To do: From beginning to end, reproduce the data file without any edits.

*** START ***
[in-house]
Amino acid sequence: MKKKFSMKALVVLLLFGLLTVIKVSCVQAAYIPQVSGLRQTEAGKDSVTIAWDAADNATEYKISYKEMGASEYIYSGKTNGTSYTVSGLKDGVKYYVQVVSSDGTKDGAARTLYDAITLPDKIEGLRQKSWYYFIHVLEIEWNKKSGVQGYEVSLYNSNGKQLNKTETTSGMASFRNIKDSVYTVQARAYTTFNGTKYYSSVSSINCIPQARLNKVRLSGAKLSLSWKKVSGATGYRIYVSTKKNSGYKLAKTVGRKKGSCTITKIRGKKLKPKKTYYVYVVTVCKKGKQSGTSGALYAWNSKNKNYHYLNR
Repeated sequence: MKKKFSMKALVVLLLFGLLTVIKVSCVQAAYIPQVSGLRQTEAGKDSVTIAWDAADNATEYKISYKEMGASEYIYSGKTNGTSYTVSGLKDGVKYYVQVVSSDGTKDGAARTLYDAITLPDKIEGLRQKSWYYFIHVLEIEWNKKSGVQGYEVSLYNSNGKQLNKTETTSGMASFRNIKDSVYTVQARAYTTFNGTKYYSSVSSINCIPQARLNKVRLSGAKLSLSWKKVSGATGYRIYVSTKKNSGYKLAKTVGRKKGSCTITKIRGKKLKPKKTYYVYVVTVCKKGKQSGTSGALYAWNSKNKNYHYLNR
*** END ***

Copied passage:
[in-house]
Amino acid sequence: MKKKFSMKALVVLLLFGLLTVIKVSCVQAAYIPQVSGLRQTEAGKDSVTIAWDAADNATEYKISYKEMGASEYIYSGKTNGTSYTVSGLKDGVKYYVQVVSSDGTKDGAARTLYDAITLPDKIEGLRQKSWYYFIHVLEIEWNKKSGVQGYEVSLYNSNGKQLNKTETTSGMASFRNIKDSVYTVQARAYTTFNGTKYYSSVSSINCIPQARLNKVRLSGAKLSLSWKKVSGATGYRIYVSTKKNSGYKLAKTVGRKKGSCTITKIRGKKLKPKKTYYVYVVTVCKKGKQSGTSGALYAWNSKNKNYHYLNR
Repeated sequence: MKKKFSMKALVVLLLFGLLTVIKVSCVQAAYIPQVSGLRQTEAGKDSVTIAWDAADNATEYKISYKEMGASEYIYSGKTNGTSYTVSGLKDGVKYYVQVVSSDGTKDGAARTLYDAITLPDKIEGLRQKSWYYFIHVLEIEWNKKSGVQGYEVSLYNSNGKQLNKTETTSGMASFRNIKDSVYTVQARAYTTFNGTKYYSSVSSINCIPQARLNKVRLSGAKLSLSWKKVSGATGYRIYVSTKKNSGYKLAKTVGRKKGSCTITKIRGKKLKPKKTYYVYVVTVCKKGKQSGTSGALYAWNSKNKNYHYLNR